With the Super Bowl approaching on Sunday, and the Saints in it, echoes of "Who, Dat?" are heard day and night around New Orleans. But for music fans, they might just as well be shouting, "Who, Fats?" in honor of the city's greatest living native musical son, Mr. Domino. Roll me over, there you go, as Van Morrison once sang.
You might call NOLA "Fats City." So let's do some Walkin' to New Orleans.
Now it may surprise you to learn that even though I was an editor at the legendary magazine Crawdaddy for eight years, I never knew much about New Orleans music back then. Hell, the name of the magazine didn't even come straight from Louisiana, but from the London club where the Rolling Stones got their big break. Of course, I was a Fats Domino fan back in the '50s but that was about it, beyond appreciating some of the other pioneers and Dr. John.
That all changed about 10 years ago when I finally got to New Orleans and I've been back many times since. I've visited Preservation Hall, street festivals and amateur jams, and of course the yearly JazzFest, which is more rock than jazz these days. I spent some time at a museum with the first instrument played as a boy by the city's greatest native son, Louis Armstrong. I even made a pilgrimage to Fats Domino's house in the Ninth Ward after Hurricane Katrina nearly wiped it, and him, out.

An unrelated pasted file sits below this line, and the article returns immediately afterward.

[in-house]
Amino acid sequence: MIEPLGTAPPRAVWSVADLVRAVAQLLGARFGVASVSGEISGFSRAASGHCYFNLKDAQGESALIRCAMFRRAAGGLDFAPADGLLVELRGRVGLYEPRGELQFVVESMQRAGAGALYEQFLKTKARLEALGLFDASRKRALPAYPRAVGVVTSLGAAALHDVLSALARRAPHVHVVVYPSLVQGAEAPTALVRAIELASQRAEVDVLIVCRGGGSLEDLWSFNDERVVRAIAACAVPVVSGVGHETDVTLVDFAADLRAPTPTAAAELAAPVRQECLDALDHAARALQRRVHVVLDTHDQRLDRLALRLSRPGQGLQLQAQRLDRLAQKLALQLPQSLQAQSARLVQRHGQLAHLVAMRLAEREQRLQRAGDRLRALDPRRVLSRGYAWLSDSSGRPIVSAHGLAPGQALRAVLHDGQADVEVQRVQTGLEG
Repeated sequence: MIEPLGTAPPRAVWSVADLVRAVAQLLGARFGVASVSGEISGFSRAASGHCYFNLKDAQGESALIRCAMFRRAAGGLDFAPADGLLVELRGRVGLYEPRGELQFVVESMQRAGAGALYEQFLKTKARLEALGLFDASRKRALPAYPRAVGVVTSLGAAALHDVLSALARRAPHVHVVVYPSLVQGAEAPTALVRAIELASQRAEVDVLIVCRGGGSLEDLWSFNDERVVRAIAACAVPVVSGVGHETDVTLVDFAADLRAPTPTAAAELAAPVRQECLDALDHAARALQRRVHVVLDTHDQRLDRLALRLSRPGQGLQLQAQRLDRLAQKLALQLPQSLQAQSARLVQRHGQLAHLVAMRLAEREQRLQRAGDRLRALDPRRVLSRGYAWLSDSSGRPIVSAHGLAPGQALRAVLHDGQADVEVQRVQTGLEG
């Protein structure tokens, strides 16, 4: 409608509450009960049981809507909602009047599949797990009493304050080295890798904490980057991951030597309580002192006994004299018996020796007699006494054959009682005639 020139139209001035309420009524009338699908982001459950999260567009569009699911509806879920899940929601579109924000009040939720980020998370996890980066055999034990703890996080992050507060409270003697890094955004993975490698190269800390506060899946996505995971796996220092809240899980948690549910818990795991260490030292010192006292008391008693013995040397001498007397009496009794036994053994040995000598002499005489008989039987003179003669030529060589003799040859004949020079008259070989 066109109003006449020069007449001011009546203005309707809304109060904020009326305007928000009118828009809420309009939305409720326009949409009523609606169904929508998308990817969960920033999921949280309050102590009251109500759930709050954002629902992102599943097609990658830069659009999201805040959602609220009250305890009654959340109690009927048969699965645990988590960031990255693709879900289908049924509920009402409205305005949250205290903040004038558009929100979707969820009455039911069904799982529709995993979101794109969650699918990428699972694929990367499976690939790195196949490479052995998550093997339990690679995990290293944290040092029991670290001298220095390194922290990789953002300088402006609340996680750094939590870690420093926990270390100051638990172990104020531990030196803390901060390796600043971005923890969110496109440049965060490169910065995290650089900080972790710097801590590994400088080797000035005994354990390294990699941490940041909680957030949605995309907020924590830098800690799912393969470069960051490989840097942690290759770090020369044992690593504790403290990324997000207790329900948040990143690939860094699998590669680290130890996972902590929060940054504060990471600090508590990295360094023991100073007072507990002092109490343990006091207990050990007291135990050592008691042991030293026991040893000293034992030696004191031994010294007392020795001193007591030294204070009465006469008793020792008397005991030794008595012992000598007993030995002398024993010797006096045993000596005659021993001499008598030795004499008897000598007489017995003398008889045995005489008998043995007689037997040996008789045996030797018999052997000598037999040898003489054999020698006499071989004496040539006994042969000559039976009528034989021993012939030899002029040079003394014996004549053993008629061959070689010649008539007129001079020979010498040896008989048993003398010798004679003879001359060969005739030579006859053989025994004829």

Two years ago, with my old Crawdaddy buddy, Peter Knobler, I got to hang out with Fats in New Orleans at the great party for him at Tipitina's, and he was a lot of fun. This marked the release of the tribute CD with Robert Plant, Neil Young and others
But why does Fats mean so much to our story? It may surprise some of you to learn that it was Fats, not Elvis or Chuck Berry, who recorded what many consider the very first rock and roll song, way back in 1949, naturally titled, "The Fat Man."
You may also be shocked to learn that the Fat Man, in the 1950s, had nearly as many hits as Elvis, and unlike Elvis, he wrote or co-wrote many of them himself, not to mention providing the main instrumental backing. This became the model for future rockers, such as the Beatles, who were big fans and wrote "Lady Madonna" in his style. Obviously, his importance as the main black artist crossing over to the white teen audience can't be overstated.
Of course, he wasn't alone. Almost equally legendary in Nawlins is the great, if lesser known, piano master Professor Longhair . And I have to admit that in the past I have proposed his "Tipitina" as our new National Anthem.
In honor of my favorite city, New Orleans, and timed to the Super Bowl, I've just launched the first episode of my "Incompleat History of Rock 'n Roll" web series, which David Wild, the longtime Rolling Stone writer, hailed here at HuffPost as "the most promising upcoming Web music series."
Yes, it focuses on The Fat Man.
Greg Mitchell, the longtime editor of Editor & Publisher, is the author of ten books. He blogs here and the trailer and first episode of his rock and roll series is here.